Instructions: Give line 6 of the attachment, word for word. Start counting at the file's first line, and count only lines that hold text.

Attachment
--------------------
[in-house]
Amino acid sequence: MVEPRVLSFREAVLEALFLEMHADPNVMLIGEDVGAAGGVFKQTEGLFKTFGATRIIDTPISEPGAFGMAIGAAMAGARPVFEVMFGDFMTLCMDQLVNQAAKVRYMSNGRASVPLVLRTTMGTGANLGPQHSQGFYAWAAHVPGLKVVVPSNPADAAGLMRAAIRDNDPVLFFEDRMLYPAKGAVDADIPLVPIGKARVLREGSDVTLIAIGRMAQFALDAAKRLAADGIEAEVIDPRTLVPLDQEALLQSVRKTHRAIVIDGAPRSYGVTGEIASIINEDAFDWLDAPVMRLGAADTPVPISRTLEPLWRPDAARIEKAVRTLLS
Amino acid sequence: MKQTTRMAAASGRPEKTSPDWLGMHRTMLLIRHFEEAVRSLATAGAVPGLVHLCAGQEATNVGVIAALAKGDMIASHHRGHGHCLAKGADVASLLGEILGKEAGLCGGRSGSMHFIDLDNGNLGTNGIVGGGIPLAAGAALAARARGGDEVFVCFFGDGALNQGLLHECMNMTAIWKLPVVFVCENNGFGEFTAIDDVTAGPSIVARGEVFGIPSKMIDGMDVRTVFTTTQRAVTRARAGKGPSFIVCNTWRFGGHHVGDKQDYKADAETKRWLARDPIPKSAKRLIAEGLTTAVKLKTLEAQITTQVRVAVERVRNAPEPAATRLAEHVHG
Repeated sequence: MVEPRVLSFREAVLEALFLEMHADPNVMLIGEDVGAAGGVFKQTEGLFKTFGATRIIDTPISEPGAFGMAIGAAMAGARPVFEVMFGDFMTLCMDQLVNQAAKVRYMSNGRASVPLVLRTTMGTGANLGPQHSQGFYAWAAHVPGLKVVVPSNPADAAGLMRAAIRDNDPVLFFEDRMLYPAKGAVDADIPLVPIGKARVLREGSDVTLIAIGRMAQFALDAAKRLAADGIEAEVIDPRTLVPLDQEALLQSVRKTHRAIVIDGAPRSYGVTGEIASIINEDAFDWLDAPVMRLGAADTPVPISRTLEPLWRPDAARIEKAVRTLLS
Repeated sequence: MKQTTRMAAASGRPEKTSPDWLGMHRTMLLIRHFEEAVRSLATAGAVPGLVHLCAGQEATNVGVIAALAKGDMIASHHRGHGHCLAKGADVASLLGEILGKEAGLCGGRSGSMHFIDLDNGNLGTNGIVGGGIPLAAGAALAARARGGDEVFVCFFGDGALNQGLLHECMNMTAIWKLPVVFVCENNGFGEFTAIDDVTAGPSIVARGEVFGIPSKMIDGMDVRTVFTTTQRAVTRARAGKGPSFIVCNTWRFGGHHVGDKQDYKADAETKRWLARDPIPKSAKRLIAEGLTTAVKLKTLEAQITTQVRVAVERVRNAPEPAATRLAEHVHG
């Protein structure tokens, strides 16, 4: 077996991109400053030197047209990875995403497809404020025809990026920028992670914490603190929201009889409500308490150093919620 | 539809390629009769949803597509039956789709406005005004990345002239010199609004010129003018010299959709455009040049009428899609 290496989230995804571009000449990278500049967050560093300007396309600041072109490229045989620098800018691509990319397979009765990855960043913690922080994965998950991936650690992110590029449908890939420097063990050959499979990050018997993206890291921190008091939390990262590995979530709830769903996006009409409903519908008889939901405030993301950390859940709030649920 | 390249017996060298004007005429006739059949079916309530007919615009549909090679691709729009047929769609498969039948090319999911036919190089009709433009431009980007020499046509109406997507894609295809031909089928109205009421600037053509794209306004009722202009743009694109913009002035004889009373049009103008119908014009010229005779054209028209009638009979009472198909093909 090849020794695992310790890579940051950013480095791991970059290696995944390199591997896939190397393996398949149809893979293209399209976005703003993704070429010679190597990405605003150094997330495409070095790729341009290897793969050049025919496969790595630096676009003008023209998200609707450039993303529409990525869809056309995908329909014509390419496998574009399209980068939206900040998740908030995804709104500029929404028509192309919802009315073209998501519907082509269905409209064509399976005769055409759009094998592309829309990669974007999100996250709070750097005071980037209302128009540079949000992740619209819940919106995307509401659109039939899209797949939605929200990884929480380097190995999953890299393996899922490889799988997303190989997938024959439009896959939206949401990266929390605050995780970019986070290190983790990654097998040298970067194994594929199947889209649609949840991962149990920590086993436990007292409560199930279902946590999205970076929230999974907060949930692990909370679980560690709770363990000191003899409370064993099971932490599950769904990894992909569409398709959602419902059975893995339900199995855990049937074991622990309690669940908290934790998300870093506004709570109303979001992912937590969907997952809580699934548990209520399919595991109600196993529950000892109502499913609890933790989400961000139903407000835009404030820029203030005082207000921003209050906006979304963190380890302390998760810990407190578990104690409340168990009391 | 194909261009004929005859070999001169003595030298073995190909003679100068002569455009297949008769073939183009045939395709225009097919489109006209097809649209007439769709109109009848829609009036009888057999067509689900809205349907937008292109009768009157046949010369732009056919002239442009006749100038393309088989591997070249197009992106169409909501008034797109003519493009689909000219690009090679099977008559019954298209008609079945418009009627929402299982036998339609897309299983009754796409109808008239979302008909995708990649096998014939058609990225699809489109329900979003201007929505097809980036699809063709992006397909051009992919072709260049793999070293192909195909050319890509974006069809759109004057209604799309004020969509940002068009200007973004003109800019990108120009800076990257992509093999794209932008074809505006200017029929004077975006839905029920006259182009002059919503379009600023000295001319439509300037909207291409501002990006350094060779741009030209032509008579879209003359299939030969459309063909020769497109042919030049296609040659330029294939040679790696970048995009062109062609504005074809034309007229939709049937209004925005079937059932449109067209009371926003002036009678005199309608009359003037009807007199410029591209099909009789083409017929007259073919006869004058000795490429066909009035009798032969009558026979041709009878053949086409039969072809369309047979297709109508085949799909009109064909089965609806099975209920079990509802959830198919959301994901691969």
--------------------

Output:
């Protein structure tokens, strides 16, 4: 077996991109400053030197047209990875995403497809404020025809990026920028992670914490603190929201009889409500308490150093919620 | 539809390629009769949803597509039956789709406005005004990345002239010199609004010129003018010299959709455009040049009428899609 290496989230995804571009000449990278500049967050560093300007396309600041072109490229045989620098800018691509990319397979009765990855960043913690922080994965998950991936650690992110590029449908890939420097063990050959499979990050018997993206890291921190008091939390990262590995979530709830769903996006009409409903519908008889939901405030993301950390859940709030649920 | 390249017996060298004007005429006739059949079916309530007919615009549909090679691709729009047929769609498969039948090319999911036919190089009709433009431009980007020499046509109406997507894609295809031909089928109205009421600037053509794209306004009722202009743009694109913009002035004889009373049009103008119908014009010229005779054209028209009638009979009472198909093909 090849020794695992310790890579940051950013480095791991970059290696995944390199591997896939190397393996398949149809893979293209399209976005703003993704070429010679190597990405605003150094997330495409070095790729341009290897793969050049025919496969790595630096676009003008023209998200609707450039993303529409990525869809056309995908329909014509390419496998574009399209980068939206900040998740908030995804709104500029929404028509192309919802009315073209998501519907082509269905409209064509399976005769055409759009094998592309829309990669974007999100996250709070750097005071980037209302128009540079949000992740619209819940919106995307509401659109039939899209797949939605929200990884929480380097190995999953890299393996899922490889799988997303190989997938024959439009896959939206949401990266929390605050995780970019986070290190983790990654097998040298970067194994594929199947889209649609949840991962149990920590086993436990007292409560199930279902946590999205970076929230999974907060949930692990909370679980560690709770363990000191003899409370064993099971932490599950769904990894992909569409398709959602419902059975893995339900199995855990049937074991622990309690669940908290934790998300870093506004709570109303979001992912937590969907997952809580699934548990209520399919595991109600196993529950000892109502499913609890933790989400961000139903407000835009404030820029203030005082207000921003209050906006979304963190380890302390998760810990407190578990104690409340168990009391 | 194909261009004929005859070999001169003595030298073995190909003679100068002569455009297949008769073939183009045939395709225009097919489109006209097809649209007439769709109109009848829609009036009888057999067509689900809205349907937008292109009768009157046949010369732009056919002239442009006749100038393309088989591997070249197009992106169409909501008034797109003519493009689909000219690009090679099977008559019954298209008609079945418009009627929402299982036998339609897309299983009754796409109808008239979302008909995708990649096998014939058609990225699809489109329900979003201007929505097809980036699809063709992006397909051009992919072709260049793999070293192909195909050319890509974006069809759109004057209604799309004020969509940002068009200007973004003109800019990108120009800076990257992509093999794209932008074809505006200017029929004077975006839905029920006259182009002059919503379009600023000295001319439509300037909207291409501002990006350094060779741009030209032509008579879209003359299939030969459309063909020769497109042919030049296609040659330029294939040679790696970048995009062109062609504005074809034309007229939709049937209004925005079937059932449109067209009371926003002036009678005199309608009359003037009807007199410029591209099909009789083409017929007259073919006869004058000795490429066909009035009798032969009558026979041709009878053949086409039969072809369309047979297709109508085949799909009109064909089965609806099975209920079990509802959830198919959301994901691969």